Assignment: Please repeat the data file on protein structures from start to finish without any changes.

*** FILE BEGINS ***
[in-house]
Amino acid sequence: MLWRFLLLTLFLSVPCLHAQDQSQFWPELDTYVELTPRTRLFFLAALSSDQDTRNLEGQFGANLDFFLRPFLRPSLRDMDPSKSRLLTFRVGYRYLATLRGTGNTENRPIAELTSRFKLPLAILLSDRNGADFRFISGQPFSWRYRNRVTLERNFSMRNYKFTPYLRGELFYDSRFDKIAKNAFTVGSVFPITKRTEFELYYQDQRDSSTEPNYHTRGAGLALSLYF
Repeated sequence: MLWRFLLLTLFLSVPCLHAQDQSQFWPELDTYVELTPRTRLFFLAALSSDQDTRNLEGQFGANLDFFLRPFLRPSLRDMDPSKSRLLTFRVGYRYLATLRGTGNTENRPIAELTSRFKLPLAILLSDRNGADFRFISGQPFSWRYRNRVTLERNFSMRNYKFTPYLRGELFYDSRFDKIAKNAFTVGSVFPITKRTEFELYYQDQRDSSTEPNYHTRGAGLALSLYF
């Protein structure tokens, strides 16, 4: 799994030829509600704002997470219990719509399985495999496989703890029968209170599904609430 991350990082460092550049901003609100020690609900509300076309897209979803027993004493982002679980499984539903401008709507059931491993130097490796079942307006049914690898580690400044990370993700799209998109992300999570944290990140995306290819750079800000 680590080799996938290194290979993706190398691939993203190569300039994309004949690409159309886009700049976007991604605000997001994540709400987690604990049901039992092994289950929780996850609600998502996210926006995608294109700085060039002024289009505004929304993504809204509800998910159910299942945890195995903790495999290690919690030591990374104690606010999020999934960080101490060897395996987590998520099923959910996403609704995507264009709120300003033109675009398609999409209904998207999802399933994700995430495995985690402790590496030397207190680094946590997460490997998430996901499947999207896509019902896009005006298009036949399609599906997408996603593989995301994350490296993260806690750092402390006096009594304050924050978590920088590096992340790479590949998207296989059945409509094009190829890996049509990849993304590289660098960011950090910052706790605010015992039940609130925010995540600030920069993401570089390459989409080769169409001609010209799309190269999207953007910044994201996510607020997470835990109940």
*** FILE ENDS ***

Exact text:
[in-house]
Amino acid sequence: MLWRFLLLTLFLSVPCLHAQDQSQFWPELDTYVELTPRTRLFFLAALSSDQDTRNLEGQFGANLDFFLRPFLRPSLRDMDPSKSRLLTFRVGYRYLATLRGTGNTENRPIAELTSRFKLPLAILLSDRNGADFRFISGQPFSWRYRNRVTLERNFSMRNYKFTPYLRGELFYDSRFDKIAKNAFTVGSVFPITKRTEFELYYQDQRDSSTEPNYHTRGAGLALSLYF
Repeated sequence: MLWRFLLLTLFLSVPCLHAQDQSQFWPELDTYVELTPRTRLFFLAALSSDQDTRNLEGQFGANLDFFLRPFLRPSLRDMDPSKSRLLTFRVGYRYLATLRGTGNTENRPIAELTSRFKLPLAILLSDRNGADFRFISGQPFSWRYRNRVTLERNFSMRNYKFTPYLRGELFYDSRFDKIAKNAFTVGSVFPITKRTEFELYYQDQRDSSTEPNYHTRGAGLALSLYF
């Protein structure tokens, strides 16, 4: 799994030829509600704002997470219990719509399985495999496989703890029968209170599904609430 991350990082460092550049901003609100020690609900509300076309897209979803027993004493982002679980499984539903401008709507059931491993130097490796079942307006049914690898580690400044990370993700799209998109992300999570944290990140995306290819750079800000 680590080799996938290194290979993706190398691939993203190569300039994309004949690409159309886009700049976007991604605000997001994540709400987690604990049901039992092994289950929780996850609600998502996210926006995608294109700085060039002024289009505004929304993504809204509800998910159910299942945890195995903790495999290690919690030591990374104690606010999020999934960080101490060897395996987590998520099923959910996403609704995507264009709120300003033109675009398609999409209904998207999802399933994700995430495995985690402790590496030397207190680094946590997460490997998430996901499947999207896509019902896009005006298009036949399609599906997408996603593989995301994350490296993260806690750092402390006096009594304050924050978590920088590096992340790479590949998207296989059945409509094009190829890996049509990849993304590289660098960011950090910052706790605010015992039940609130925010995540600030920069993401570089390459989409080769169409001609010209799309190269999207953007910044994201996510607020997470835990109940």